Then there’s the tech itself, Survios have put a lot of thought into the effects of fighting. If you work your opponents sides during a fight the A.I begins to wince or if you throw to many flurries of punches your hand speed begins to slow down until you block and rest enough in the middle of the bout. These touches help to create one of the most meaty experiences based on the sweet science of boxing and I can’t wait to try the full game. This is the next best thing to the Apollo Creed Hour of Power workout game I built in college. I’m gonna get shredded! Also: Survios please use the following (Courtesy of SuperTheseus).

Currently, Creed Rise to Glory doesn’t have a date but Survios aim to release it sometime this year.

MOSS (Polyarc)

Platforms: PlayStation VR, HTC Vive, Oculus Rift

Release Date: Available Now

Moss first released on PlayStation VR last year but it’s worth talking about again during its PC showing at E3 2018. Players were put in the world of a living vibrant diorama as you help guide a cute little mouse named Quill across dangerous terrain, over traps, and battle enemies. Admittedly, I only did Moss in a PSVR demo last year and never picked up the full game. Trying it out on HTC was like a brand new experience. The PC release brings with it an enhanced depth to the immersion players will experience in Moss as the game is optimized to leverage Oculus Rift and HTC Vive technology. Along with high-resolution graphics, players can now manipulate the environment with both hands using the Oculus Touch and HTC Vive controllers.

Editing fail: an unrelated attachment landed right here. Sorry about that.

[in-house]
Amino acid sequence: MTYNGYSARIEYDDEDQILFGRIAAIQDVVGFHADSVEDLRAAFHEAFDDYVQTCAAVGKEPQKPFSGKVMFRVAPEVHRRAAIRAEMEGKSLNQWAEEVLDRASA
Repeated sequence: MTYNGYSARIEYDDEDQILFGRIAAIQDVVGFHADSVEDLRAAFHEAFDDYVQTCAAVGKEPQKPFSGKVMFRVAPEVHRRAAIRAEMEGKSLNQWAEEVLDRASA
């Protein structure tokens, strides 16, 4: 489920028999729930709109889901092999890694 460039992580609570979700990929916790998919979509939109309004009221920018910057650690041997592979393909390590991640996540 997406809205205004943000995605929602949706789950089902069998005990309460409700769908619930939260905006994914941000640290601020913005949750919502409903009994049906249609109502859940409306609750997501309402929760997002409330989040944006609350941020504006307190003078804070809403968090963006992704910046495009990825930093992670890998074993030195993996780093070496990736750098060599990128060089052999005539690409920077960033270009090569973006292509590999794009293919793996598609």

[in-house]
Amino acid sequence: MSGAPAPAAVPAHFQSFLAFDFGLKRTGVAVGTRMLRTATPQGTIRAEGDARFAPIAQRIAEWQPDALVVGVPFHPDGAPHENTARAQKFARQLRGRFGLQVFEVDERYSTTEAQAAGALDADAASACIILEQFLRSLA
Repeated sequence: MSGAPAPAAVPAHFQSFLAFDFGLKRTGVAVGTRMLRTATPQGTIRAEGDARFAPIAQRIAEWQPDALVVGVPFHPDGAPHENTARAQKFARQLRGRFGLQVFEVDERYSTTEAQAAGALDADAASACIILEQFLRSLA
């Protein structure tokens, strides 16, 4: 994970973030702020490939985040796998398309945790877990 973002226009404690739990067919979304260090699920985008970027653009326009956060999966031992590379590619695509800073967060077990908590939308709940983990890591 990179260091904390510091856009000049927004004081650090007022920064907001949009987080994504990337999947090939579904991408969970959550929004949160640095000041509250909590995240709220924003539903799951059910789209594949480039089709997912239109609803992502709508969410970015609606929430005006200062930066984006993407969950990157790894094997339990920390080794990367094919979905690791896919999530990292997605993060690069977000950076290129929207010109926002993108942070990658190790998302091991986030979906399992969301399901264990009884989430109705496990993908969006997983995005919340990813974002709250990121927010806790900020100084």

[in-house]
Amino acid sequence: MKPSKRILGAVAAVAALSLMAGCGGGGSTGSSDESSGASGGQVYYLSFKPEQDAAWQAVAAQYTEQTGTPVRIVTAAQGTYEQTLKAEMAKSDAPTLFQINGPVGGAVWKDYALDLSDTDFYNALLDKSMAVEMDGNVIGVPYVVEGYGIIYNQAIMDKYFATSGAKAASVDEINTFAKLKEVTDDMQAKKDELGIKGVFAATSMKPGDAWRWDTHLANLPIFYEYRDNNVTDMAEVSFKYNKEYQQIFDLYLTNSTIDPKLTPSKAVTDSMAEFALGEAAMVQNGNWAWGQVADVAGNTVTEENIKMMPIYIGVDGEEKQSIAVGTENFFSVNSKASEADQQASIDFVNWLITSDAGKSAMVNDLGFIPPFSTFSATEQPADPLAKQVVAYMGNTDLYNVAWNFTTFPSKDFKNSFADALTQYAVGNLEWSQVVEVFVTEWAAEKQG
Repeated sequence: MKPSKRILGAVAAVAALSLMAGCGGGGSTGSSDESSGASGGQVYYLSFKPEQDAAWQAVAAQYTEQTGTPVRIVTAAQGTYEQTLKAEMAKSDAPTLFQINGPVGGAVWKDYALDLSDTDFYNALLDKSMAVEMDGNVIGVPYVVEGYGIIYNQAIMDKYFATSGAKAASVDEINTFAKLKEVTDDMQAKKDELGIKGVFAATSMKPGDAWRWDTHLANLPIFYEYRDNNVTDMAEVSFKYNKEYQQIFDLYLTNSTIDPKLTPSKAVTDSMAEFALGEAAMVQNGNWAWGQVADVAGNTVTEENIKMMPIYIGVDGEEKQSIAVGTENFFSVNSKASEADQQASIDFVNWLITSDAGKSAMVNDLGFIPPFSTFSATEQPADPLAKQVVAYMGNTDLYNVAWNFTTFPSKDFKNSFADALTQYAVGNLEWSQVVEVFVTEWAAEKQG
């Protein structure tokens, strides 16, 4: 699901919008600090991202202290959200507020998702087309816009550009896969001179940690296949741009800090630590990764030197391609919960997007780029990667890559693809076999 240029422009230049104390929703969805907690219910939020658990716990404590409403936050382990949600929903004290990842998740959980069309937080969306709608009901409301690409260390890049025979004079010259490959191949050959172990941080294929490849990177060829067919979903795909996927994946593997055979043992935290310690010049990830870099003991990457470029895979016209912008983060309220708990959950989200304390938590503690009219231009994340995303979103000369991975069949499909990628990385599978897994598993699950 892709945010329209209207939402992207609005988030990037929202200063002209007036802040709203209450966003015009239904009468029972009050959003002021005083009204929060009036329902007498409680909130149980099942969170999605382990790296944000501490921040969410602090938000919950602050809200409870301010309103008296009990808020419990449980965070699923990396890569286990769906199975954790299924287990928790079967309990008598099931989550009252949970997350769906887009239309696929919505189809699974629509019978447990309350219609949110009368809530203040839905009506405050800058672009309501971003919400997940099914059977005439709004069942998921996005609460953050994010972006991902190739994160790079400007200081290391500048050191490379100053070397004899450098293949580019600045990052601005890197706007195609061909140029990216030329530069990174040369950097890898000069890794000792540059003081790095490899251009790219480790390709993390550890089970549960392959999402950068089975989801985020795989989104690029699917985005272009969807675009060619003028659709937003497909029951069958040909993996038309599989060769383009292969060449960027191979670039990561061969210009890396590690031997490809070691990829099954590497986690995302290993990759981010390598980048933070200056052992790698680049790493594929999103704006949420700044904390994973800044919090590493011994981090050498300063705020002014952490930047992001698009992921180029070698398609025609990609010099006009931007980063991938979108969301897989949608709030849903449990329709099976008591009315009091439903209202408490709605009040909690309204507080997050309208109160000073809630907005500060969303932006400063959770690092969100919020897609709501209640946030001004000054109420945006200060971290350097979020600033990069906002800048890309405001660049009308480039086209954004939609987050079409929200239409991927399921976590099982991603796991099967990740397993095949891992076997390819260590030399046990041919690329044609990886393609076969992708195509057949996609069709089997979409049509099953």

The added control freedom using the touch controllers brings you as immersive an experience as you can get in modern VR tech. Being able to manipulate objects such as stones and doors by reaching out to them with your hands looks awesome through the VR headset. Even causing ripples in water by gliding your hand across the surface feels like your part of Quill’s world. While Moss’ tale is crafted for all ages, even adults can’t help but build a protectoral bond with this cute little rodent as Quill looks right at you and bows to thank at certain times you when you help or revive the character. Moss captures a magic only VR can show off and I’m glad its finally allowed to get into the hands of more people with its PC release.

Moss is now available in physical disc release for PSVR and digital only on STEAM for Oculus and HTC.

Ghost Giant (Zoink Games)

Platform: PlayStation VR

Release Date: TBA

Following in Moss shoes is Zoink Games tale of friendship, Ghost Giant. Zoink has teamed up with renowned writer Sara Bergmark Elfgren (The Engelsfors Trilogy), whose work ranges from novels to graphic novels to screenplays. Players are introduced to lonely little guy named Louis who spends his days caretaking the family sunflower farm with his mother. As the Ghost Giant you’ll interact through a giant pair of see-through hands that let the player lift trees, vehicles and even entire buildings in order to help Louis solve puzzles.